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Descartes' classification of thoughts.

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Descartes From the Second Meditation, Descartes knows that the mind, as well as the body, is known, neither by means of the senses nor the imagination but rather by the understanding, an inspection of the mind and its contents. In the Third Meditation, Descartes reviews the contents of his mind, namely, ideas, which are modes of thought, which exist, only in a thinking mind. Descartes reminds himself that he is certain that he is a thing that thinks, but asks whence comes this certainty. It lies, he argues, in the clear and distinct perception of what he affirms. Therefore, as a general principle (Descartes' rule of evidence), whatever is clearly and distinctly perceived must be true, as long as God exists and is not a deceiver. However, although it seems that the cogito (thinking) and 2+3=5 are true insofar as they are both clearly and distinctly perceived, if there is an evil genius deceiving Descartes, he cannot be assured of the truth of his rule of evidence. Therefore, in this essay I am going to show how Descartes proves 1) that there is a God and 2) whether or not God can be a deceiver, in order to demonstrate that nothing, which is both clearly and distinctly perceived, could ever be false and that the best evidence Descartes can have for the truth of anything is that he clearly and distinctly perceives it. ...read more.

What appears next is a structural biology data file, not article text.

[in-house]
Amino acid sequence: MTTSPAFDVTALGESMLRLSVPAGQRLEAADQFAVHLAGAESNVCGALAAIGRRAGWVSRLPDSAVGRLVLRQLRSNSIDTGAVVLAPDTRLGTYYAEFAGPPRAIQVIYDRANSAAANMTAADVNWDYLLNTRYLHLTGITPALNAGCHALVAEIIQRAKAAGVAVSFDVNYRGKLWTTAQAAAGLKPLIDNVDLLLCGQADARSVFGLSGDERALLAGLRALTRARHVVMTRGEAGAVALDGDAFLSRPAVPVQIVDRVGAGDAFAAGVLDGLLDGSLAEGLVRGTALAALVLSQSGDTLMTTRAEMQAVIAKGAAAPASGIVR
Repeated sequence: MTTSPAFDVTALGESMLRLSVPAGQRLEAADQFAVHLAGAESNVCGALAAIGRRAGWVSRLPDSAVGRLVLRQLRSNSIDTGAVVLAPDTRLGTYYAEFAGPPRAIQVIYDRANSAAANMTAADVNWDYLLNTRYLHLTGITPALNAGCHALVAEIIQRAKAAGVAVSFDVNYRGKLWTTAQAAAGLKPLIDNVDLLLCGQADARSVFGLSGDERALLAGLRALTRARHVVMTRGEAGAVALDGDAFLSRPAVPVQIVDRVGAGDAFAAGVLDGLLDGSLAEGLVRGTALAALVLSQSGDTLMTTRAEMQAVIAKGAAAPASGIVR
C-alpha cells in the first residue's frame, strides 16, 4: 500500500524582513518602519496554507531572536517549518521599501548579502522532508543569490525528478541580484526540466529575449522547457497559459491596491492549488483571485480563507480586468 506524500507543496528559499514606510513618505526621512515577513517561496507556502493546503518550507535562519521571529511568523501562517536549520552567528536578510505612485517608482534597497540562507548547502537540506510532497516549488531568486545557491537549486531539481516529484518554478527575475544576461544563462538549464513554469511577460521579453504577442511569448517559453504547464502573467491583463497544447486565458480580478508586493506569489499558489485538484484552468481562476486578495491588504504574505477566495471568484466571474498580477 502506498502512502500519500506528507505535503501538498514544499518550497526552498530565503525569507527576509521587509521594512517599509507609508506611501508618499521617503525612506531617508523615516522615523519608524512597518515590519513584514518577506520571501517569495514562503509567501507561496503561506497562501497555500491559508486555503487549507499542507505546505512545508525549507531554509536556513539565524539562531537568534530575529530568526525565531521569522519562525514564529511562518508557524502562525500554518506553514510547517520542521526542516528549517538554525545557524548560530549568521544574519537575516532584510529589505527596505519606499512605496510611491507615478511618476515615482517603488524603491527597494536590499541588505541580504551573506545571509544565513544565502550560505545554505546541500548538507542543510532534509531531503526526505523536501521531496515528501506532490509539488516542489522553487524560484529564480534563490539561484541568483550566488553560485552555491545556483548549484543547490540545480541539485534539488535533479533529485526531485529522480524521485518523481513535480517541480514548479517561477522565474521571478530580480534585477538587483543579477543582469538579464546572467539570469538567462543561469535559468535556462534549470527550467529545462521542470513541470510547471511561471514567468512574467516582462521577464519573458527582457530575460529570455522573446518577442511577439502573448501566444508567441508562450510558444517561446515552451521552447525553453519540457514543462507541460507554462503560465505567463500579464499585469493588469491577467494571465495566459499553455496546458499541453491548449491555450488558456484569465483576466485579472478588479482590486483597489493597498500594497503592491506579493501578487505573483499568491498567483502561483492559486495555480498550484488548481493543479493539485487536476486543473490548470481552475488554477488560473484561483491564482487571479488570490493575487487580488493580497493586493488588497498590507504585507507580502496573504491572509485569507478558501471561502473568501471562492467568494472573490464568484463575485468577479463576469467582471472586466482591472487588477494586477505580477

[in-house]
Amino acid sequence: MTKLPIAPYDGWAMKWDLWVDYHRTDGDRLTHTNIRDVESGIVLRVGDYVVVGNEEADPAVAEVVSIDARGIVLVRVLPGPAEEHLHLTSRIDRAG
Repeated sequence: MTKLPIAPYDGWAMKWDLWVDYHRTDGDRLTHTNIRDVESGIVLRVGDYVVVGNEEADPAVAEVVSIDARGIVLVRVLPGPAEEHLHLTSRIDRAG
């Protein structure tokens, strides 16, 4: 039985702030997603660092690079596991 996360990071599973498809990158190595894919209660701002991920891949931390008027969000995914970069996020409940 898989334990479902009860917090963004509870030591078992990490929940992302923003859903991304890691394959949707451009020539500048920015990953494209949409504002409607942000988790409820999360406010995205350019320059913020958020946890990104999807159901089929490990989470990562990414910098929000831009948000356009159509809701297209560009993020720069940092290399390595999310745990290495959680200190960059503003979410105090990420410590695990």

According to Descartes, a cause can only give to the effect as much reality as the cause itself; "there must be at least as much reality in the efficient and total cause as there is in the effect" (28). Hence, nothing can come from nothing. For instance, a stone can be made by chipping off a larger piece of rock, since the larger rock has more (or just as much) reality, but a stone cannot be made out of a colour, since a stone has more reality than a colour. Descartes also suggests that an idea can only be caused by something that ahs as much formal reality as the idea has objective reality. A stone or a large rock, then, could cause the idea of a stone, but it could not be caused by colour. Therefore, Descartes grants that ideas can be caused by other ideas, but that there must ultimately be something more than an idea that is the cause of these ideas. The first cause of an idea must be something with at least as much formal reality as the idea has objective reality. If he can conceive of some idea with so much objective reality than it must come from some cause with more formal reality than he himself possesses, Descartes reasons that he will then know that something outside his mind exists to create this idea. ...read more.


We can trace this chain back through countless creators, but we must ultimately conclude that the idea of God can originate only in God, and not in some finite being. Therefore 5) God must be the cause of Descartes. Having concluded that God must necessarily exist, Descartes asks how he received the idea of God. The idea cannot be adventitious, coming from without, nor can Descartes have invented it. Thus, the idea must be innate, and God must have created Descartes with this idea already in him. Therefore, the whole force of the argument lies on the fact that he recognized that it would be impossible for him to exist, being of such nature as he is, namely, having in him the idea of God, unless God did in fact exist. He clearly and distinctly perceives that God is no deceiver, since all deception relies on some defect or other, and a perfect God has no defects. Descartes has eliminated both himself and the outside world as possible causes of his idea of God, Therefore this proof of God relies on casual reasoning, suggesting that there must be a cause of the idea of God that is as great as God Himself. Though my idea of God might have come from my grandparents, and their idea came from the minister, the suggestion is that at the end of that casual chain, there is a first cause, which is God. ?? ?? ?? ?? 1 ...read more.

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